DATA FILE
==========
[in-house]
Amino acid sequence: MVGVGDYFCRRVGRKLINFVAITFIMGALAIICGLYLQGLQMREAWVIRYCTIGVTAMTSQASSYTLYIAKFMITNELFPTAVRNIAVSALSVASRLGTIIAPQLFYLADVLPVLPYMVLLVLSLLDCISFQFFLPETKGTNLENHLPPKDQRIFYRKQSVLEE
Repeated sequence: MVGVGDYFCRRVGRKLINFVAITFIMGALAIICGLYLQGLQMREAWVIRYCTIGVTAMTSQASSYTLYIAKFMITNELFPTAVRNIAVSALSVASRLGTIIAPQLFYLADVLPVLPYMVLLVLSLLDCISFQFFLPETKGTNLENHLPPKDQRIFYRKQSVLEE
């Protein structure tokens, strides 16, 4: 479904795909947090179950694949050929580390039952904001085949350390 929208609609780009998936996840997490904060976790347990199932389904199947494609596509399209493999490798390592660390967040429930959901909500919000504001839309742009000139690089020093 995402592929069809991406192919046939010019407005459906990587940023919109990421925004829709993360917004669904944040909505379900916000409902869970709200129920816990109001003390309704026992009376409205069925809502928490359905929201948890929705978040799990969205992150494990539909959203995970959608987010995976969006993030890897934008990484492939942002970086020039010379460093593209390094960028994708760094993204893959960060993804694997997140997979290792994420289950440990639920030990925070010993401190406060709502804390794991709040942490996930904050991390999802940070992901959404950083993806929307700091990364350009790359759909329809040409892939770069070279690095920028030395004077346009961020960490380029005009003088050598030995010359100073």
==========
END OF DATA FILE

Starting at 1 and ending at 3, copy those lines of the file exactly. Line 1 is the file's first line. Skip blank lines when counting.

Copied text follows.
[in-house]
Amino acid sequence: MVGVGDYFCRRVGRKLINFVAITFIMGALAIICGLYLQGLQMREAWVIRYCTIGVTAMTSQASSYTLYIAKFMITNELFPTAVRNIAVSALSVASRLGTIIAPQLFYLADVLPVLPYMVLLVLSLLDCISFQFFLPETKGTNLENHLPPKDQRIFYRKQSVLEE
Repeated sequence: MVGVGDYFCRRVGRKLINFVAITFIMGALAIICGLYLQGLQMREAWVIRYCTIGVTAMTSQASSYTLYIAKFMITNELFPTAVRNIAVSALSVASRLGTIIAPQLFYLADVLPVLPYMVLLVLSLLDCISFQFFLPETKGTNLENHLPPKDQRIFYRKQSVLEE